Wednesday, June 27, 2018

Peter Paul Rubens, Portrait of Maria Serra Pallavicino, 1606

Just try to imagine how much this dress would have cost, and how much labor must have gone into making this in a pre-industrial world. Sadly I can't find a really big copy of this image, because Rubens was a great painter of fabric and the details are probably exquisite.


G. Verloren said...

"Just try to imagine how much this dress would have cost, and how much labor must have gone into making this in a pre-industrial world."

That's actually not that hard for me to imagine. What I really struggle to grasp is how a person could justify to themselves such disgusting excess, and not die of shame and revulsion at even considering it, much less actually indulging in it.

With that level of ostentatious wealth display, you might as well just make your clothes out of pure gold, and wash them with the blood, sweat, and tears of the impoverished masses, while sitting upon a diamond encrusted throne built out of the bones of the miners who toiled to unearth the stones and metal.

Shadow said...
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Shadow said...

What the hell is that thing around her neck? Somebody do something before it kills her. I'd like to know its provenance.

G. Verloren said...


We're too late. That's a ring of fungal mycelium - it's the early stages of an infestation. Soon her head will be enveloped and transform into a stem and cap, which will ultimately open to release spores, infecting the entire royal court.

Shadow said...

I figured it had to be something like that. That or she was beheaded and this contraption was needed to put her head back on her shoulders.

But seriously . . .

You look at dress and costume throughout the centuries and at what passed for cool and attractive and, dare I say, functional, and it makes you realize just how unlike you and your ancestors are.

G. Verloren said...

To be fair, my ancestors were probably serfs and peasants.

The trick is to compare rich idiots to rich idiots. Then, you see that people don't really change that much.

John actually had a post a little while ago that seems to demonstrate my argument.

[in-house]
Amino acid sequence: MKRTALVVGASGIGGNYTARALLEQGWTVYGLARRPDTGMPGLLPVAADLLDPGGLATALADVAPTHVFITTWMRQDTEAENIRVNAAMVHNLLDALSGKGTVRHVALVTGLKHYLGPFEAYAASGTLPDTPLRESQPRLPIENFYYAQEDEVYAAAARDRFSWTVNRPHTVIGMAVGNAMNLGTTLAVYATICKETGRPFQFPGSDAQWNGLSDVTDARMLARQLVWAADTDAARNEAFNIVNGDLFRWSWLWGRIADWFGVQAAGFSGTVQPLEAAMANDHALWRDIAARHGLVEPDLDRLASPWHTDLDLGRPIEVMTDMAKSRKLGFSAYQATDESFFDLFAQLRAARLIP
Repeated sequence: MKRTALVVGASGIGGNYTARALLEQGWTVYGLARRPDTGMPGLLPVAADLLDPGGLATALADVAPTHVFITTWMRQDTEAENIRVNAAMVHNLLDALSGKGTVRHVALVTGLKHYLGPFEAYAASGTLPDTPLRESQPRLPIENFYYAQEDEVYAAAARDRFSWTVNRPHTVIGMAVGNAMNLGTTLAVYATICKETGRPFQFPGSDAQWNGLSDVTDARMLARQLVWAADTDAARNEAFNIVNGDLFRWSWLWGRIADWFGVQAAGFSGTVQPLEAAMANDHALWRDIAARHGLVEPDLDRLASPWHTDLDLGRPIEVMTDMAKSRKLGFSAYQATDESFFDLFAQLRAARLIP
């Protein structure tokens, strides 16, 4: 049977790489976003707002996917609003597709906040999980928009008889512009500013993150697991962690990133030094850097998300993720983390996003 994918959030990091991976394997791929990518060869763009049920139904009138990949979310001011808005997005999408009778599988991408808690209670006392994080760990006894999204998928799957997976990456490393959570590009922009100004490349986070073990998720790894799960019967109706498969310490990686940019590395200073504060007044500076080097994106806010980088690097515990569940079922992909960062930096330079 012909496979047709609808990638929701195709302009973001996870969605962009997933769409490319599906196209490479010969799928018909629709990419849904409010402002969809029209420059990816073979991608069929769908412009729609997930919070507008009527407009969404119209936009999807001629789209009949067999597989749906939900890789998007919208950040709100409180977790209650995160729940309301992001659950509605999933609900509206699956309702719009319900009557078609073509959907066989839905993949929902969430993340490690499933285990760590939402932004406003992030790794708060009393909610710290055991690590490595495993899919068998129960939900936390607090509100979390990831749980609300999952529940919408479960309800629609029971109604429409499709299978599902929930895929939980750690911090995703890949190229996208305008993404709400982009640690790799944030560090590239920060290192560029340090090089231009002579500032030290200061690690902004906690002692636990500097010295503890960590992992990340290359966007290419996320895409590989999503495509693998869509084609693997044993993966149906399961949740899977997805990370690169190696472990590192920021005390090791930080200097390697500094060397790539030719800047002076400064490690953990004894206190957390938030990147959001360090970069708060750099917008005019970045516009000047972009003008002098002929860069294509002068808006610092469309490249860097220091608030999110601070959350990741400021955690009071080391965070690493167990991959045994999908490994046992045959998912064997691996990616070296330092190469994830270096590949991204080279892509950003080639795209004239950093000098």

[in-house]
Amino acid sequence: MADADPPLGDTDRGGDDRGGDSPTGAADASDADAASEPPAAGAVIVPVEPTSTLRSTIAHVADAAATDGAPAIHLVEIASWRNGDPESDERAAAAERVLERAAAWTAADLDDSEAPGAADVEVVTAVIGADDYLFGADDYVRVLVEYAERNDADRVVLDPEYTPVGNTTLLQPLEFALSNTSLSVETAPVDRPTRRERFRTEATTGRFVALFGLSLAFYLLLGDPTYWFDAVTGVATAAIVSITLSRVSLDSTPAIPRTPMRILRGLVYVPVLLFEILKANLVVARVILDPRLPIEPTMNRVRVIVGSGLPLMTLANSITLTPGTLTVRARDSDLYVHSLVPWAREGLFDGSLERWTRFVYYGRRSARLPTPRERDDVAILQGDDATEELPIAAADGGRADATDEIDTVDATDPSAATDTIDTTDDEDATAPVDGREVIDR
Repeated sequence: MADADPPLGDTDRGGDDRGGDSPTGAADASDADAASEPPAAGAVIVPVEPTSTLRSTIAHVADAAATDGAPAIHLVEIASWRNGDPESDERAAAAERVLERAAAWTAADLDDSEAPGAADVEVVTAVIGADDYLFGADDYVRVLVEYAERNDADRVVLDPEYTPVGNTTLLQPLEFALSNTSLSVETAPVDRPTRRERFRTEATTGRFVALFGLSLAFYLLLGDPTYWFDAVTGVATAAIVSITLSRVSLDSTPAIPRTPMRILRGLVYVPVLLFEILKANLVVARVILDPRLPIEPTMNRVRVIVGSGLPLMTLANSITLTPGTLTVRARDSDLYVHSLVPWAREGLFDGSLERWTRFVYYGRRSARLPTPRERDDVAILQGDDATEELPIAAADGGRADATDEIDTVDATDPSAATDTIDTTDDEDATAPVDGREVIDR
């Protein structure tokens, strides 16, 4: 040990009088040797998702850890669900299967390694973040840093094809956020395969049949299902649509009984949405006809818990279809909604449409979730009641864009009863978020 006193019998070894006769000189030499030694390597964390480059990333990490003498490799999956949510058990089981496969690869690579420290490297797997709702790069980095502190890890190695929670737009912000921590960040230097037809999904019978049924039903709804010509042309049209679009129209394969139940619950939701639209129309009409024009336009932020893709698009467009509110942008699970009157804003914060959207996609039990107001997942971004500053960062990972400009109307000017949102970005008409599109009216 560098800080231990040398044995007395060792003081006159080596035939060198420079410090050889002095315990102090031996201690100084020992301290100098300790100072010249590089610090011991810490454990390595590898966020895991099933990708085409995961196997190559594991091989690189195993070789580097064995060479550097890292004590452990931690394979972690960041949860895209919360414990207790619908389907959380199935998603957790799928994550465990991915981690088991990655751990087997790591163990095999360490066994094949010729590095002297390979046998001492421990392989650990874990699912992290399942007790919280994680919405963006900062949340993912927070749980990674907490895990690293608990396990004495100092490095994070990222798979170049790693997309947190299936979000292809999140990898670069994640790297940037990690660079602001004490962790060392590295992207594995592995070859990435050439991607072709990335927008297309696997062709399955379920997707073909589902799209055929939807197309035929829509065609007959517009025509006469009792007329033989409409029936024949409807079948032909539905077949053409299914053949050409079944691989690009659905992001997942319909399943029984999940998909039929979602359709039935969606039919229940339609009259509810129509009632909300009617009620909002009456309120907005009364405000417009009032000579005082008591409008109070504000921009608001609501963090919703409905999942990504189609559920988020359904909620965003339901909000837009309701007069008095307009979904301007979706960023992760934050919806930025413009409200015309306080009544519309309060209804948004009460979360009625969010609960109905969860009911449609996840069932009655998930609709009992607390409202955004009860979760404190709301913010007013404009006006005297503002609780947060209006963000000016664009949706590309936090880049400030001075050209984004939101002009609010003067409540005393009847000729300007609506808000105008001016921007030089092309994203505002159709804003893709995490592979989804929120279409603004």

It's absolutely not about being "cool" or "attractive", and heaven forbid functionality ever enter the equation. It's quite literally, entirely, wholly, and utterly about flaunting your wealth, and mocking those with less than you.

It is the equivalent of putting gold on your bread, or in your booze. Why would you do that? Gold doesn't taste good. You can't digest it, it just ends up in the toilet. It's an utterly crass and stupid thing to do.

And yet, people do it anyway. Why? Because it's their way of saying "This proves how rich I am! If you don't do this too, you must not be as rich as I am! And that then means I'm better than you! Sad!"

Susi said...

Making it gave many people employment and helped redistribute the wealth. Unfortunately some of the aristocracy went into debt and then didn’t pay their suppliers.

Susi said...
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G. Verloren said...


Trickle down economics, huh? Give me a break.

Even if we wanted to pretend that this wasn't about staggering opulence and classism, and was actually -secretly- done out of beneificence to create jobs, how does it change the fact that this is disgustingly wasteful, on levels that are difficult for the human mind to comprehend?

If some noble family wanted to spend a small fortune to create jobs for people, how about instead of spending it on a single dress, they spend it on improving the infrastructure of their country to the benefit of the poorest residents?

No, this sort of thing has always been about "prestige". The huddled masses can go hungry in the cold mud and no one cares, so long as the nobility gets to wear the most expensive silks, gold, jewels, et cetera. After all, the artistrocracy IS the country!

Oh, and just to throw a spanner in the works of your argument, probably most of the money spent on these sorts of outfits would have gone entirely into procuring and transporting the necessary materials from foreign lands - not paying local artisans for their labor.

Silk in particular sucked a lot of money out of Europe and put it in the hands of Arabic and Indian traders, and of course Chinese silkworkers. Meanwhile, the dressmakers back home, although well paid compared to other dressmakers, still only saw a small percentage of the total cost in payment for their services.